Can you transmit allergies?
Don’t fool around with these nuts
After eating Brazil nuts 2-3 hours prior, a man had unprotected intercourse with his 20-year-old partner who had a documented Brazil nut allergy. The woman developed urticaria, angioedema, and dyspnea. To figure out the cause of this hypersensitivity reaction, UK researchers did a skin prick test in the woman using the boyfriend’s semen both before and after eating Brazil nuts.
Apparently, some nut protein got into the semen.
“We believe this to be the first case of a sexually transmitted allergic reaction,” the researchers wrote in the Journal of Investigational Allergology and Clinical Immunology. Of note, Brazil nuts are the second most frequent nut allergy in the United Kingdom. Unfortunately for science, the couple broke up before the investigators could confirm the results.
“Our demonstration of an allergenic Brazil nut protein in the semen clearly proves the ability of such protein(s) to resist digestion. Additionally, to enter the semen, the protein would require circulation in the blood to the prostate or other reproductive organ.”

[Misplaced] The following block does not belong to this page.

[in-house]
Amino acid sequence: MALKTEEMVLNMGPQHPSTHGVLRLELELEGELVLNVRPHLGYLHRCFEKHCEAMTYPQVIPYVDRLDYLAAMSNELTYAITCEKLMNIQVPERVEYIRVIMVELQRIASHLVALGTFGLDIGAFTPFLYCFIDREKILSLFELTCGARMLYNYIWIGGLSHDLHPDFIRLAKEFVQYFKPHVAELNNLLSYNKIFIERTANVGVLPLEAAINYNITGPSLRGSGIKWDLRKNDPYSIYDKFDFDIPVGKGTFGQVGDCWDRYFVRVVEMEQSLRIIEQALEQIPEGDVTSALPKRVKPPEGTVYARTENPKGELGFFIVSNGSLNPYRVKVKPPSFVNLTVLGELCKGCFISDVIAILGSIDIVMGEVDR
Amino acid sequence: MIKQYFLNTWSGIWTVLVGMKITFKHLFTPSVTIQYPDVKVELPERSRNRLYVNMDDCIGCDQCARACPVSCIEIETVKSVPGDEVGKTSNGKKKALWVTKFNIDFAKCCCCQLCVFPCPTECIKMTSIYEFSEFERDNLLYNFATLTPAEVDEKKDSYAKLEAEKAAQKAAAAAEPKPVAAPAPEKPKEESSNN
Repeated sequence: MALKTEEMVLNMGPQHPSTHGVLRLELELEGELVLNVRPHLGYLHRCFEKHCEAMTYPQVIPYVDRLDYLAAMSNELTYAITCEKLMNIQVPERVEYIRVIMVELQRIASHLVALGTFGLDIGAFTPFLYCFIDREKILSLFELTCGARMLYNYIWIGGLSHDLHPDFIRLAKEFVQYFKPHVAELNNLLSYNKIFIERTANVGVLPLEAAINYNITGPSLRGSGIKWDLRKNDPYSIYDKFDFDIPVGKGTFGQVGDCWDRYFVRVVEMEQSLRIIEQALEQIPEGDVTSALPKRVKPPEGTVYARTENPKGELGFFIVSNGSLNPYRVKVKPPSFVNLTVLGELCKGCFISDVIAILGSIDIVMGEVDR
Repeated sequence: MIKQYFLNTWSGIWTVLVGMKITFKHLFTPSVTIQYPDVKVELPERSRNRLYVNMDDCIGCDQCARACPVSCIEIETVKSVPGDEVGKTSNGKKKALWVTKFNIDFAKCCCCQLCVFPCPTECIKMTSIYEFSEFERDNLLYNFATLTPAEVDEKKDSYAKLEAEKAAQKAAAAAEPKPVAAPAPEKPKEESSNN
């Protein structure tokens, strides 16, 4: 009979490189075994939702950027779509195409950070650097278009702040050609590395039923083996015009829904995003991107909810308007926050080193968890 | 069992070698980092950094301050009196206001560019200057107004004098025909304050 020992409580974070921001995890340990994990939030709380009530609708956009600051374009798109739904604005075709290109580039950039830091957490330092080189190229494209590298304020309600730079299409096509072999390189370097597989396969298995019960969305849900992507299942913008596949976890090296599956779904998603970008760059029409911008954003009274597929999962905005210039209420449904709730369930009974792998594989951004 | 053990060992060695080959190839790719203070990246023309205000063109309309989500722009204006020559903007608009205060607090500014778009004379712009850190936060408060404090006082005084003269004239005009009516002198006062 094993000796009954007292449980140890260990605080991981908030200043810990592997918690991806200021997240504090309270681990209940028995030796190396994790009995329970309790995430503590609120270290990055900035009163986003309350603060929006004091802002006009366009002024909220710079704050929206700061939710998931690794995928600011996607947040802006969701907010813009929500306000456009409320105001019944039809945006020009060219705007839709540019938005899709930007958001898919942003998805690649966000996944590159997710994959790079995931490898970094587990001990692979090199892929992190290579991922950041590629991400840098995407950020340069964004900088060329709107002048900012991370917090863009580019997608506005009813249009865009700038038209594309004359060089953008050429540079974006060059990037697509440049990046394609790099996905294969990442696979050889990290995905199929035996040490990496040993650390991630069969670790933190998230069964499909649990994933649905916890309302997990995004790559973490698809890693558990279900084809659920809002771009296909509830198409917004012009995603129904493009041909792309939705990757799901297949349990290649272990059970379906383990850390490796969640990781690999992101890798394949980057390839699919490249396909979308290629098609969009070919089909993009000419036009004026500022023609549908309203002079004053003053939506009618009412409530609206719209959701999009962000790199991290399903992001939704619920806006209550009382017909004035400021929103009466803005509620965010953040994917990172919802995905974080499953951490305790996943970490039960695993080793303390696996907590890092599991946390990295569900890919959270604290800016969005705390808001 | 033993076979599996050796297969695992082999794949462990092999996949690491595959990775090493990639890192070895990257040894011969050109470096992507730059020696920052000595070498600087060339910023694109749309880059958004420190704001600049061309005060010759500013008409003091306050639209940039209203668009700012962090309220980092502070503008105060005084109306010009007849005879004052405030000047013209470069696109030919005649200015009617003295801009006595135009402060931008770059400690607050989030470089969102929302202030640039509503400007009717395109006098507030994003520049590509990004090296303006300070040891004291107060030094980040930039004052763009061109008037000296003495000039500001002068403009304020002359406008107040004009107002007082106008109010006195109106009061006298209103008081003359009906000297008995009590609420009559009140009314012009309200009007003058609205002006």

Notably, severe allergic reactions have been demonstrated in those with crustacean allergy following exposure from kissing. Also, penicillin exposure leading to allergic reaction could occur secondary to intercourse, per the literature.
The moral of this study? If you have food allergies, you might want to find out what your partner recently ate, before you get too close